An issue raised by these results is why late-stage R5X4 isolates would retain the capacity to use CCR5 at all if they are unable to use lymphocyte CCR5. One possibility might be an obligate step involving CCR5, apart from lymphocyte infection, that is necessary for sustained replication in vivo. Although both CCR5 and CXCR4 are used by R5X4 strains to enter macrophages, our results suggest that for some CCR5 may be quantitatively more important (reference 36 and data not shown). Thus, one possible reason to retain CCR5 use might be a requirement for macrophages as a reservoir during late-stage disease. In the SHIV model, it has been suggested that macrophages are primarily responsible for viral production during extremely late-stage disease when nearly all CD4+ T cells are depleted (14), although in that model macrophage infection is mainly CXCR4 mediated (15). Alternatively, signals, perhaps distinct from those transmitted through CXCR4, may be transmitted by Env through CCR5 and may initiate cellular activation and trigger the intercellular interactions needed for sustained replication (1, 8, 11, 19, 32).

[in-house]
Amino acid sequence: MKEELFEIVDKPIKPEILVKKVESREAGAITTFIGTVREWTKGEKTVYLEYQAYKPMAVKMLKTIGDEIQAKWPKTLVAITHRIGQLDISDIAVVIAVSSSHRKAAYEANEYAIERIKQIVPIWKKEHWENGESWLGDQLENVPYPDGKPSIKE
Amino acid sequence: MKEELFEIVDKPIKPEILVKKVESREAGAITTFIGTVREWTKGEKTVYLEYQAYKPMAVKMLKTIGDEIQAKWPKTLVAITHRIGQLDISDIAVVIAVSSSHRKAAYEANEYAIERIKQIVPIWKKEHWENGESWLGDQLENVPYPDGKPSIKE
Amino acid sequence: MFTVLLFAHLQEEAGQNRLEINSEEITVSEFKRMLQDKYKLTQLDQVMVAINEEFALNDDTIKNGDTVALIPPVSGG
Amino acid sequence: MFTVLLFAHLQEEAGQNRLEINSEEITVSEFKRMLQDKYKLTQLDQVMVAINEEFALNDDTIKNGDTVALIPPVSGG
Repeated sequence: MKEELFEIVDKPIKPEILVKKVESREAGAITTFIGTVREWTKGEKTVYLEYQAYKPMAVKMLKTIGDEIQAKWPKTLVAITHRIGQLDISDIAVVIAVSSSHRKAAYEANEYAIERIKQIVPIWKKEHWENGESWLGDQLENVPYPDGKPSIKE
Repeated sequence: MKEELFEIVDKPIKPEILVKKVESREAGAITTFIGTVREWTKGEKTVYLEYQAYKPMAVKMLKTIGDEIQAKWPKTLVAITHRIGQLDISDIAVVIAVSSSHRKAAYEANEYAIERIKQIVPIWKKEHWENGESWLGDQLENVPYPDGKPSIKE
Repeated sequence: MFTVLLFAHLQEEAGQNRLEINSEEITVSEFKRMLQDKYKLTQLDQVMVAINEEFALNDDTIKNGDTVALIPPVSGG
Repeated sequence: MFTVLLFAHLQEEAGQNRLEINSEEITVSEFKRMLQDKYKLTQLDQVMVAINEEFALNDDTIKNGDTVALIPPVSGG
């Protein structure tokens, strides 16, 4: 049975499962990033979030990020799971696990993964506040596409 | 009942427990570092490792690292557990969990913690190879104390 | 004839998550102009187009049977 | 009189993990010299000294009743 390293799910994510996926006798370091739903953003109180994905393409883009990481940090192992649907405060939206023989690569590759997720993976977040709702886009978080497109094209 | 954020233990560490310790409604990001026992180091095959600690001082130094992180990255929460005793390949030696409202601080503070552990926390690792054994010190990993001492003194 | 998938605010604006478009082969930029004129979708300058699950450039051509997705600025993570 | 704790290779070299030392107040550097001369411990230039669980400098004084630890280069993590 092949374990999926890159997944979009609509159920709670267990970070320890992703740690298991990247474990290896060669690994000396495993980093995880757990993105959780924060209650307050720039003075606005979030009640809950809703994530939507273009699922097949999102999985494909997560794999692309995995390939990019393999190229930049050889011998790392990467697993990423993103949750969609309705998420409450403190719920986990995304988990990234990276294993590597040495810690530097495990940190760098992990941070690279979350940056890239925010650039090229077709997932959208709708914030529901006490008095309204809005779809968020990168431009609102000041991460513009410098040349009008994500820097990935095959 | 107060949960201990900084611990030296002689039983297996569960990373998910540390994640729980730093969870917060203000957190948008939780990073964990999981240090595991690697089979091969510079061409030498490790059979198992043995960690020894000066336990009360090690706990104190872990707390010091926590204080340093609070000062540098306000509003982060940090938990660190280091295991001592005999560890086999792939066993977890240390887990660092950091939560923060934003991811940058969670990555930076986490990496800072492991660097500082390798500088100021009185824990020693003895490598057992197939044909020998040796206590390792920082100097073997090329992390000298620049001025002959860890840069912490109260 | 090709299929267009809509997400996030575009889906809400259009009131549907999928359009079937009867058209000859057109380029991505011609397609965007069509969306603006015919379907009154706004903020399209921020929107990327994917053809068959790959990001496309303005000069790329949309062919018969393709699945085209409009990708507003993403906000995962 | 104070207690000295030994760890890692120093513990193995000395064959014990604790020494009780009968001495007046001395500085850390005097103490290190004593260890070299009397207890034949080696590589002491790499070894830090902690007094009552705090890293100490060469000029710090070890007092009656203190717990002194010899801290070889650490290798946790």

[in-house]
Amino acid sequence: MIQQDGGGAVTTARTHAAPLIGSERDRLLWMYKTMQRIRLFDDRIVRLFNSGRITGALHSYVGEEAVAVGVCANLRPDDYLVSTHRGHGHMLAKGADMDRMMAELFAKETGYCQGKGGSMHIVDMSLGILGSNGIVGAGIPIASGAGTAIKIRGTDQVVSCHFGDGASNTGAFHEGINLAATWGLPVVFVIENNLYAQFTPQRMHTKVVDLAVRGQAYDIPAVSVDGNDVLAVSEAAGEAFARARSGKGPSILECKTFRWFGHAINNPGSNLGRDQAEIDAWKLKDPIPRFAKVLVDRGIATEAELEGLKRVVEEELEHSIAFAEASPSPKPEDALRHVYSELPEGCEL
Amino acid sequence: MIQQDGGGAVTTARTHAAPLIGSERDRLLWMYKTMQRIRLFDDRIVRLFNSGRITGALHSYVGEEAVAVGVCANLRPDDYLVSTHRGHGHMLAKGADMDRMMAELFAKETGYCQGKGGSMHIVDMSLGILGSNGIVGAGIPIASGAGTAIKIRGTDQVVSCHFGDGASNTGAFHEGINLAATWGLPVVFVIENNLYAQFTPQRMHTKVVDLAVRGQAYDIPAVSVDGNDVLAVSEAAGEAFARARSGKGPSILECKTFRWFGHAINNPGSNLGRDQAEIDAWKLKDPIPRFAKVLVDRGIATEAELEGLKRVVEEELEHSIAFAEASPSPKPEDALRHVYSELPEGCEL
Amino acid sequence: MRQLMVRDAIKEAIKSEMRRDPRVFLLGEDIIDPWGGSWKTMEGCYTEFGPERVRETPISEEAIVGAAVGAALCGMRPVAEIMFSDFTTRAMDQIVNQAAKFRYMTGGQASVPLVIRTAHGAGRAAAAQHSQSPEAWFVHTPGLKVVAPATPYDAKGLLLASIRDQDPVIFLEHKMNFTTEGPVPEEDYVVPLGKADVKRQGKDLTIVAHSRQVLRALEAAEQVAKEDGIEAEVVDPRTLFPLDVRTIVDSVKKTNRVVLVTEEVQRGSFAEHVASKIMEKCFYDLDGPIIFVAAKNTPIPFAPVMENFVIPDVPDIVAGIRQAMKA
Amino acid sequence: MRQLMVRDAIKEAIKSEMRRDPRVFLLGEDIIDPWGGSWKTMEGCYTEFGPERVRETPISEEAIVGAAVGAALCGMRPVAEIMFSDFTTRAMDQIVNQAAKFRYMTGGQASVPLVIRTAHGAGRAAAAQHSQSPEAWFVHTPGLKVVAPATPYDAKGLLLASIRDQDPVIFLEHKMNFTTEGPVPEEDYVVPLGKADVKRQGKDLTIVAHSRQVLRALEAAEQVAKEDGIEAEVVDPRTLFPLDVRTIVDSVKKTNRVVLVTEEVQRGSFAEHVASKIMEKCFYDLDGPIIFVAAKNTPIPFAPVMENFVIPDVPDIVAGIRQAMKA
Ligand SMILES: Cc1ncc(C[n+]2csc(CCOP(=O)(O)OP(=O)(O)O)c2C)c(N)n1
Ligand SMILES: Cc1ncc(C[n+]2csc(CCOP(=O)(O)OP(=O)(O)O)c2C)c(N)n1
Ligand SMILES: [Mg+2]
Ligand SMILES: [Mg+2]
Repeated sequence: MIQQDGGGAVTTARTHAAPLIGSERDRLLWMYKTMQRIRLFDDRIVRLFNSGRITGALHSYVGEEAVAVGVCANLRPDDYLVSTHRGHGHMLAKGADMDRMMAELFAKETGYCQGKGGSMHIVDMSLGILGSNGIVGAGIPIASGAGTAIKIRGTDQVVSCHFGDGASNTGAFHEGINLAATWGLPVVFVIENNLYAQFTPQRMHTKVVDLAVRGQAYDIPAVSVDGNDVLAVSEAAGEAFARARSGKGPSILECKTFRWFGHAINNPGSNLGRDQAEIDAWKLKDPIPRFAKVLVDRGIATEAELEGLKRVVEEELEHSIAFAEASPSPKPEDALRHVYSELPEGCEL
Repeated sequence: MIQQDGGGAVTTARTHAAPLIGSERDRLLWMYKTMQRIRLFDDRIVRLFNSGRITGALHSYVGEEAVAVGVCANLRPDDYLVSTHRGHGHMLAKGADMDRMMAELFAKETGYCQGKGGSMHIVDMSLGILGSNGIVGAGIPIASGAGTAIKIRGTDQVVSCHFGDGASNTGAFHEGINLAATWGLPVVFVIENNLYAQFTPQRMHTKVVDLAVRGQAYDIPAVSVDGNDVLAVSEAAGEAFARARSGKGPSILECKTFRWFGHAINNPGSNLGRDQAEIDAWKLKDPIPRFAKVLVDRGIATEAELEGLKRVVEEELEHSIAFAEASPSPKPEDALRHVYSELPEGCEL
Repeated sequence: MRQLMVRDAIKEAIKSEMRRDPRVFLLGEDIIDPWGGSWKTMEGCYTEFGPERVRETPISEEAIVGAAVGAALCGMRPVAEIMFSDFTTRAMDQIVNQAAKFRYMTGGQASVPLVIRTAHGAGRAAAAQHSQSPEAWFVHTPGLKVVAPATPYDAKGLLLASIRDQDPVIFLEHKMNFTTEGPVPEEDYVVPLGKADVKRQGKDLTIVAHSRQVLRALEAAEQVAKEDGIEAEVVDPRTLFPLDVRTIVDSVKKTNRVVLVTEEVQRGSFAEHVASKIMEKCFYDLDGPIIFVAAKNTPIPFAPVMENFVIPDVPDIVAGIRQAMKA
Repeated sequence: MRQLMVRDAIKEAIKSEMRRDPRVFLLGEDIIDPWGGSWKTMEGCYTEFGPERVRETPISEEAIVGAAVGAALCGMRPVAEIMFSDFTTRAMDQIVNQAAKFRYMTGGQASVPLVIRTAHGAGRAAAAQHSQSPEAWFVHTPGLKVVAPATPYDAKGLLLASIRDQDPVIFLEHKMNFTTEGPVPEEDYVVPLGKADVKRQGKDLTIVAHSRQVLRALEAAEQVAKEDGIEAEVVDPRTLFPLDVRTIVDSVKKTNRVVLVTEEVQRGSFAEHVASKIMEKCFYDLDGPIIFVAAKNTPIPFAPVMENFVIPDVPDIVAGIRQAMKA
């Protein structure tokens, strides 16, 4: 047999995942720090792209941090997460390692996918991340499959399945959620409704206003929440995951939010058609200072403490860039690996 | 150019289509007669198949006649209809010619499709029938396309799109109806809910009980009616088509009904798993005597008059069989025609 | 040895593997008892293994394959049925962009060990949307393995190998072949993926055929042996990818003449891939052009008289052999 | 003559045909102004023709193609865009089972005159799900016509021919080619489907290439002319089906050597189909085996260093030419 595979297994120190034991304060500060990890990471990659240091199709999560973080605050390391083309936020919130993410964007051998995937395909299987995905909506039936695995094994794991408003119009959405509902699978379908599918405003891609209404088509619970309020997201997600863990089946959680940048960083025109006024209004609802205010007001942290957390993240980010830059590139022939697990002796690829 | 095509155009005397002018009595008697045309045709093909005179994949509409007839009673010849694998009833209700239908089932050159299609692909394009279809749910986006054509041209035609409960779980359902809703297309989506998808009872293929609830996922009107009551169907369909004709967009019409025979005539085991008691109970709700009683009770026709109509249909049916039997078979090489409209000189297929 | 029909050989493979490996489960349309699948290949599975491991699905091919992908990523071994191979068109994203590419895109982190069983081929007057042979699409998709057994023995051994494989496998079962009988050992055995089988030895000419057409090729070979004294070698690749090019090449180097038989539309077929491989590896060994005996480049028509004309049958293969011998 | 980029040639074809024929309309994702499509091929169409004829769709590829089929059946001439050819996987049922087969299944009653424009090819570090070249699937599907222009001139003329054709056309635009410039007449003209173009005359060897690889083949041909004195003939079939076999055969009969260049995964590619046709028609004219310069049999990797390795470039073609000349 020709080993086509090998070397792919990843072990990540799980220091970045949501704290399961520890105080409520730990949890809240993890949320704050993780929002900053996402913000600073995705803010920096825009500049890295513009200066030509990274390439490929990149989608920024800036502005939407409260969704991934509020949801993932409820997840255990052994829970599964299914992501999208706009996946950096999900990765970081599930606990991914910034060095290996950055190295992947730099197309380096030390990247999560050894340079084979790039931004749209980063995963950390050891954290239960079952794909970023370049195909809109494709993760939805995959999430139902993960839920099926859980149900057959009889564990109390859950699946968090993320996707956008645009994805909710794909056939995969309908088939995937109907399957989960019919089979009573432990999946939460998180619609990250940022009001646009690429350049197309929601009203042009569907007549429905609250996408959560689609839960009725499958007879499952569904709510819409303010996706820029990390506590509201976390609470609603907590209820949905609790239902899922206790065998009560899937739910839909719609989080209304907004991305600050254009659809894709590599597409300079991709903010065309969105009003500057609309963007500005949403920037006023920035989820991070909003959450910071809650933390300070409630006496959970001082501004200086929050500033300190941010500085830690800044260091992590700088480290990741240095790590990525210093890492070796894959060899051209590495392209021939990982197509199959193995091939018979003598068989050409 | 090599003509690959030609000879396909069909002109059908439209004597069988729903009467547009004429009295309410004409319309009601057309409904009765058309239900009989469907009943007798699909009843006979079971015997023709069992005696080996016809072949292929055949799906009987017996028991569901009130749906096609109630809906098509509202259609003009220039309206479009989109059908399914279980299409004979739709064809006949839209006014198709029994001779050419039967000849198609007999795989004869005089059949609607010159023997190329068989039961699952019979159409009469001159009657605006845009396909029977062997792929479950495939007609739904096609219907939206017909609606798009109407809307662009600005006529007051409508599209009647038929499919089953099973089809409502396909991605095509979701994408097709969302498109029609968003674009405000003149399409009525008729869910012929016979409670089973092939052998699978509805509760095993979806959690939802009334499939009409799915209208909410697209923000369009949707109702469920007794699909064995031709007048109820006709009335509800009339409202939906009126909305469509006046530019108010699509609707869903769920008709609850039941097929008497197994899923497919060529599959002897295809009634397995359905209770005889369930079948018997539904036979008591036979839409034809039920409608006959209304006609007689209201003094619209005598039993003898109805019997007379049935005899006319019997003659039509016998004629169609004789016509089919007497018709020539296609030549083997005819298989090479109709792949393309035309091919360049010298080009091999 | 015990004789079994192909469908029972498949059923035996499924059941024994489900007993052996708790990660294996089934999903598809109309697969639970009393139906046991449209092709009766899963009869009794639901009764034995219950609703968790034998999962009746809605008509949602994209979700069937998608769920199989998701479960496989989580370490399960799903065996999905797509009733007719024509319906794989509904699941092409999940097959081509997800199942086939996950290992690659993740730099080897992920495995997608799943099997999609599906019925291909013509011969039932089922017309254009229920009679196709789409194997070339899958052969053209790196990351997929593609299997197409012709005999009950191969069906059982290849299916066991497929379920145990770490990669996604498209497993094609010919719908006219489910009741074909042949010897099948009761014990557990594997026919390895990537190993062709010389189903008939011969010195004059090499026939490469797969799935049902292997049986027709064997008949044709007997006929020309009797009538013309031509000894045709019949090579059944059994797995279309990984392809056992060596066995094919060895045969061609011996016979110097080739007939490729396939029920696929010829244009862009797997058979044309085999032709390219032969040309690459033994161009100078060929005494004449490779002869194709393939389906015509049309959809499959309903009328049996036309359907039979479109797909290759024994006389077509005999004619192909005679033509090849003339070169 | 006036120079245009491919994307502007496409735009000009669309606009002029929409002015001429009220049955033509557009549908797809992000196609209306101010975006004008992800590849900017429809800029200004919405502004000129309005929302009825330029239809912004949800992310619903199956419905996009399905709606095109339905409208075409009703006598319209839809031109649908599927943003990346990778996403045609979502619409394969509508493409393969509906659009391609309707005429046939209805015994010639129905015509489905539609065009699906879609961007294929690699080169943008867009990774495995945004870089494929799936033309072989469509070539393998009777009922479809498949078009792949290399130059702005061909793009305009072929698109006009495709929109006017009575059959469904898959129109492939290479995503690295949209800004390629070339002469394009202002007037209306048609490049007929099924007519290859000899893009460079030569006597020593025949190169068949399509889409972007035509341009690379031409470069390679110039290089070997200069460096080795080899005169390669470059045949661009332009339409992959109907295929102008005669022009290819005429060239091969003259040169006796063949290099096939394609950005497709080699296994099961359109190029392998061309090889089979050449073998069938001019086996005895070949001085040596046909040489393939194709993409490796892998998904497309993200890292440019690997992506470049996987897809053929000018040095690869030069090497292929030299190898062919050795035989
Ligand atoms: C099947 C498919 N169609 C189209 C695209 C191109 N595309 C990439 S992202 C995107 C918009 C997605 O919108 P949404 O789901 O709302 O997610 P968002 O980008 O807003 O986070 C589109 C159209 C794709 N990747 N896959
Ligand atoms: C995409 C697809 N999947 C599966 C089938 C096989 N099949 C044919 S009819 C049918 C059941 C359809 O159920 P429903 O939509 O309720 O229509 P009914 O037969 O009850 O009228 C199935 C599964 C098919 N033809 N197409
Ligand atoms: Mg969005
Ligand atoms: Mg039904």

Why some R5X4 strains are unable to use CCR5 on PBL remains unclear. While it was initially believed that the simple expression of a coreceptor in conjunction with CD4 was sufficient for it to be used as an entry pathway, it has become increasingly clear that this is not the case. Evidence for strain- and primary cell-specific coreceptor utilization came with the recognition that CXCR4 is expressed on macrophages and can be used by certain primary X4 and R5X4 isolates even though it cannot be used by prototype TCLA X4 strains (27, 31, 35, 36). It has been suggested that the basis for defective macrophage CXCR4 use by TCLA X4 strains results from relatively low coreceptor expression and the differential ability of primary versus TCLA X4 strains to use low levels of CXCR4 (29). In contrast, differences between CCR5-using isolates in the levels of CCR5 expression required have not been reported. We found that R5X4 strains were more sensitive to a CCR5 antagonist than R5 strains, suggesting lower affinity or otherwise less efficient interactions, and a previous report demonstrated a higher sensitivity to RANTES inhibition (26). Furthermore, one study directly compared CCR5 binding of CD4-triggered monomeric gp120 and found that the R5X4 isolate tested exhibited lower levels of binding than R5 strains (2). Since primary CD4+ lymphocytes express relatively low levels of CCR5 (references 4, 18, and 33 and data not shown), it is possible that R5 strains are able to utilize these low levels but R5X4 strains cannot, due to low efficiency interactions. However, we have so far been unable to demonstrate differences between R5X4 and R5 Envs in their ability to use low levels of CCR5 in cell line-based assays (data not shown). Alternatively, we have shown that among a panel of closely related R5 and R5X4 Envs generated from a single primary isolate swarm, R5X4 variants were more constrained than R5 variants in their ability to fuse with a panel of CCR5 mutants, indicating a less plastic ability to tolerate conformational variability (37). Since CCR5 may be expressed in several alternate conformational states (17), it is possible that CCR5 is expressed on lymphocytes in a conformation, different from that in macrophages or transfected cells, that is able to support entry by the more flexible R5 but not by the conformationally more restricted R5X4 variants. Finally, differential association of CXCR4 with other proteins in the cell membrane has been suggested as an explanation for cell-specific use of macrophage CXCR4 (16), so similar differences between CCR5 on lymphocytes and other cells could underlie differential utilization by some strains.